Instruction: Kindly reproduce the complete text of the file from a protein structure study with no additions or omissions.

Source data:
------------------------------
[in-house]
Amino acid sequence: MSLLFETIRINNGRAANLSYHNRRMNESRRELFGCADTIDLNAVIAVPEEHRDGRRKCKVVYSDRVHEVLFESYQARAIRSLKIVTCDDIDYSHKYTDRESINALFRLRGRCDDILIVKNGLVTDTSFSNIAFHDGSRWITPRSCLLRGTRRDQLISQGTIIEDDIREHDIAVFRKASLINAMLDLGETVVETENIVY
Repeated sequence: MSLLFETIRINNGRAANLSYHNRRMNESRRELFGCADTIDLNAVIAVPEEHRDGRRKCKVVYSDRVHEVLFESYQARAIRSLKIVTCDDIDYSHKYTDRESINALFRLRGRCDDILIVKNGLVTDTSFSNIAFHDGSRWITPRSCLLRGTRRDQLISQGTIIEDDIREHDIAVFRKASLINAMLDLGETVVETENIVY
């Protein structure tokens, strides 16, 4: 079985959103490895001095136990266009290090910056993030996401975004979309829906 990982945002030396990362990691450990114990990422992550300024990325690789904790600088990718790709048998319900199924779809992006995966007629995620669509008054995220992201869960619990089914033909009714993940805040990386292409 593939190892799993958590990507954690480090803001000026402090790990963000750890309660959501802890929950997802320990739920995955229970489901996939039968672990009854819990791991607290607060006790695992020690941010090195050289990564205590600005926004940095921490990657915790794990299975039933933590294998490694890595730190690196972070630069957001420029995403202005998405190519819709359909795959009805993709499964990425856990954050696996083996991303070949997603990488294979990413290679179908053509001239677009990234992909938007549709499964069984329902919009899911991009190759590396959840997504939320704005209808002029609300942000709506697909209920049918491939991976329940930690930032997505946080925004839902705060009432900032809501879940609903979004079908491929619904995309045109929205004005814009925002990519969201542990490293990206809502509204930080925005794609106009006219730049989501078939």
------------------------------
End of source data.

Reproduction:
[in-house]
Amino acid sequence: MSLLFETIRINNGRAANLSYHNRRMNESRRELFGCADTIDLNAVIAVPEEHRDGRRKCKVVYSDRVHEVLFESYQARAIRSLKIVTCDDIDYSHKYTDRESINALFRLRGRCDDILIVKNGLVTDTSFSNIAFHDGSRWITPRSCLLRGTRRDQLISQGTIIEDDIREHDIAVFRKASLINAMLDLGETVVETENIVY
Repeated sequence: MSLLFETIRINNGRAANLSYHNRRMNESRRELFGCADTIDLNAVIAVPEEHRDGRRKCKVVYSDRVHEVLFESYQARAIRSLKIVTCDDIDYSHKYTDRESINALFRLRGRCDDILIVKNGLVTDTSFSNIAFHDGSRWITPRSCLLRGTRRDQLISQGTIIEDDIREHDIAVFRKASLINAMLDLGETVVETENIVY
């Protein structure tokens, strides 16, 4: 079985959103490895001095136990266009290090910056993030996401975004979309829906 990982945002030396990362990691450990114990990422992550300024990325690789904790600088990718790709048998319900199924779809992006995966007629995620669509008054995220992201869960619990089914033909009714993940805040990386292409 593939190892799993958590990507954690480090803001000026402090790990963000750890309660959501802890929950997802320990739920995955229970489901996939039968672990009854819990791991607290607060006790695992020690941010090195050289990564205590600005926004940095921490990657915790794990299975039933933590294998490694890595730190690196972070630069957001420029995403202005998405190519819709359909795959009805993709499964990425856990954050696996083996991303070949997603990488294979990413290679179908053509001239677009990234992909938007549709499964069984329902919009899911991009190759590396959840997504939320704005209808002029609300942000709506697909209920049918491939991976329940930690930032997505946080925004839902705060009432900032809501879940609903979004079908491929619904995309045109929205004005814009925002990519969201542990490293990206809502509204930080925005794609106009006219730049989501078939």